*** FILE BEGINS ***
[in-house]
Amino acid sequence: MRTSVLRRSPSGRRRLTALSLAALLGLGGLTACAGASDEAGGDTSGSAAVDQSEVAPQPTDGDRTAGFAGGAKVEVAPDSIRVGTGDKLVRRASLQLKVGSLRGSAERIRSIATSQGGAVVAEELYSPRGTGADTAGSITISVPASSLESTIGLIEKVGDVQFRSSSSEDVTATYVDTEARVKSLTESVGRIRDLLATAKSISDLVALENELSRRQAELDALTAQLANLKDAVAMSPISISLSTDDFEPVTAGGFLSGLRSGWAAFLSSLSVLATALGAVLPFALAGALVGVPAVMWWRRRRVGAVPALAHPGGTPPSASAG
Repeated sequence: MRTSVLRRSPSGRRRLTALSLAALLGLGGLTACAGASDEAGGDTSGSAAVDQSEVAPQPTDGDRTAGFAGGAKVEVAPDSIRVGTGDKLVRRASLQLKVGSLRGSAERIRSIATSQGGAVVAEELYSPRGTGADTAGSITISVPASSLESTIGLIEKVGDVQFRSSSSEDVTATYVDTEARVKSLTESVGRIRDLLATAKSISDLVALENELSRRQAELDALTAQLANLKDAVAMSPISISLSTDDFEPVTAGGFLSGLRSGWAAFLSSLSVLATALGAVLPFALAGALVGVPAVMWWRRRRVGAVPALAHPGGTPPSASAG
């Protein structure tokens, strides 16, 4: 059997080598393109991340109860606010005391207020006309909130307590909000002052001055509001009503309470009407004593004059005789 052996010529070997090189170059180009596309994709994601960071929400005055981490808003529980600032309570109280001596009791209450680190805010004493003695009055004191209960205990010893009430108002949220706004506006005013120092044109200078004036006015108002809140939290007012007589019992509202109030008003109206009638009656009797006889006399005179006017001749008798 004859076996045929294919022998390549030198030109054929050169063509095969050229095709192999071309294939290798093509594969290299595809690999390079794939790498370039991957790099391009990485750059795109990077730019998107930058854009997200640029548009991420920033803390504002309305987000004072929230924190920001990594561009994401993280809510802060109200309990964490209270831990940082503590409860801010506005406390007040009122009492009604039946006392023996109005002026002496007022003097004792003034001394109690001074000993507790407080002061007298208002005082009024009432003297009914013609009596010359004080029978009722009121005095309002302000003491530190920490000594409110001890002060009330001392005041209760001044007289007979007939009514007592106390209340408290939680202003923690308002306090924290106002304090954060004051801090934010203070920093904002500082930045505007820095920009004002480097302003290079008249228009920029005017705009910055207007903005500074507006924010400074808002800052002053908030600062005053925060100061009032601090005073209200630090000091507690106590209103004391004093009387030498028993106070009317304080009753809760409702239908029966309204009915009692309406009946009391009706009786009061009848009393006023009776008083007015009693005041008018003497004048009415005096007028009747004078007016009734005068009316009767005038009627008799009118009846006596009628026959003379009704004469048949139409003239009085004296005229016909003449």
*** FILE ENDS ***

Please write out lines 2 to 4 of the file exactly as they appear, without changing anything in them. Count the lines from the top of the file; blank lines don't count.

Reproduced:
Amino acid sequence: MRTSVLRRSPSGRRRLTALSLAALLGLGGLTACAGASDEAGGDTSGSAAVDQSEVAPQPTDGDRTAGFAGGAKVEVAPDSIRVGTGDKLVRRASLQLKVGSLRGSAERIRSIATSQGGAVVAEELYSPRGTGADTAGSITISVPASSLESTIGLIEKVGDVQFRSSSSEDVTATYVDTEARVKSLTESVGRIRDLLATAKSISDLVALENELSRRQAELDALTAQLANLKDAVAMSPISISLSTDDFEPVTAGGFLSGLRSGWAAFLSSLSVLATALGAVLPFALAGALVGVPAVMWWRRRRVGAVPALAHPGGTPPSASAG
Repeated sequence: MRTSVLRRSPSGRRRLTALSLAALLGLGGLTACAGASDEAGGDTSGSAAVDQSEVAPQPTDGDRTAGFAGGAKVEVAPDSIRVGTGDKLVRRASLQLKVGSLRGSAERIRSIATSQGGAVVAEELYSPRGTGADTAGSITISVPASSLESTIGLIEKVGDVQFRSSSSEDVTATYVDTEARVKSLTESVGRIRDLLATAKSISDLVALENELSRRQAELDALTAQLANLKDAVAMSPISISLSTDDFEPVTAGGFLSGLRSGWAAFLSSLSVLATALGAVLPFALAGALVGVPAVMWWRRRRVGAVPALAHPGGTPPSASAG
């Protein structure tokens, strides 16, 4: 059997080598393109991340109860606010005391207020006309909130307590909000002052001055509001009503309470009407004593004059005789 052996010529070997090189170059180009596309994709994601960071929400005055981490808003529980600032309570109280001596009791209450680190805010004493003695009055004191209960205990010893009430108002949220706004506006005013120092044109200078004036006015108002809140939290007012007589019992509202109030008003109206009638009656009797006889006399005179006017001749008798 004859076996045929294919022998390549030198030109054929050169063509095969050229095709192999071309294939290798093509594969290299595809690999390079794939790498370039991957790099391009990485750059795109990077730019998107930058854009997200640029548009991420920033803390504002309305987000004072929230924190920001990594561009994401993280809510802060109200309990964490209270831990940082503590409860801010506005406390007040009122009492009604039946006392023996109005002026002496007022003097004792003034001394109690001074000993507790407080002061007298208002005082009024009432003297009914013609009596010359004080029978009722009121005095309002302000003491530190920490000594409110001890002060009330001392005041209760001044007289007979007939009514007592106390209340408290939680202003923690308002306090924290106002304090954060004051801090934010203070920093904002500082930045505007820095920009004002480097302003290079008249228009920029005017705009910055207007903005500074507006924010400074808002800052002053908030600062005053925060100061009032601090005073209200630090000091507690106590209103004391004093009387030498028993106070009317304080009753809760409702239908029966309204009915009692309406009946009391009706009786009061009848009393006023009776008083007015009693005041008018003497004048009415005096007028009747004078007016009734005068009316009767005038009627008799009118009846006596009628026959003379009704004469048949139409003239009085004296005229016909003449």